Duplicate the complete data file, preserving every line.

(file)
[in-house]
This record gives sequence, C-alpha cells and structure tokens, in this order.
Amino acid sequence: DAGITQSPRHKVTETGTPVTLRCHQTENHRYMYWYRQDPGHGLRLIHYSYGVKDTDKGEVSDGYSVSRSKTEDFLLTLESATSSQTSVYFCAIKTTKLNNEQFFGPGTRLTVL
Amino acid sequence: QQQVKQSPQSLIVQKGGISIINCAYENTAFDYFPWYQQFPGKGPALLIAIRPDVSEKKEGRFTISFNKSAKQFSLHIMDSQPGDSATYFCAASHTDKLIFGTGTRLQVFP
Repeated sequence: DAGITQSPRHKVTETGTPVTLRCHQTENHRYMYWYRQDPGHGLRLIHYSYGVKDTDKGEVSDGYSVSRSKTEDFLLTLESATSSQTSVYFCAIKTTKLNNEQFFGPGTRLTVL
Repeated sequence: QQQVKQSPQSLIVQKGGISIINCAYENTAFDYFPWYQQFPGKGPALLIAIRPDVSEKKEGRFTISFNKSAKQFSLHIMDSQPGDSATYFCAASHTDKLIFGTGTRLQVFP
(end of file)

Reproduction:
[in-house]
This record gives sequence, C-alpha cells and structure tokens, in this order.
Amino acid sequence: DAGITQSPRHKVTETGTPVTLRCHQTENHRYMYWYRQDPGHGLRLIHYSYGVKDTDKGEVSDGYSVSRSKTEDFLLTLESATSSQTSVYFCAIKTTKLNNEQFFGPGTRLTVL
Amino acid sequence: QQQVKQSPQSLIVQKGGISIINCAYENTAFDYFPWYQQFPGKGPALLIAIRPDVSEKKEGRFTISFNKSAKQFSLHIMDSQPGDSATYFCAASHTDKLIFGTGTRLQVFP
Repeated sequence: DAGITQSPRHKVTETGTPVTLRCHQTENHRYMYWYRQDPGHGLRLIHYSYGVKDTDKGEVSDGYSVSRSKTEDFLLTLESATSSQTSVYFCAIKTTKLNNEQFFGPGTRLTVL
Repeated sequence: QQQVKQSPQSLIVQKGGISIINCAYENTAFDYFPWYQQFPGKGPALLIAIRPDVSEKKEGRFTISFNKSAKQFSLHIMDSQPGDSATYFCAASHTDKLIFGTGTRLQVFP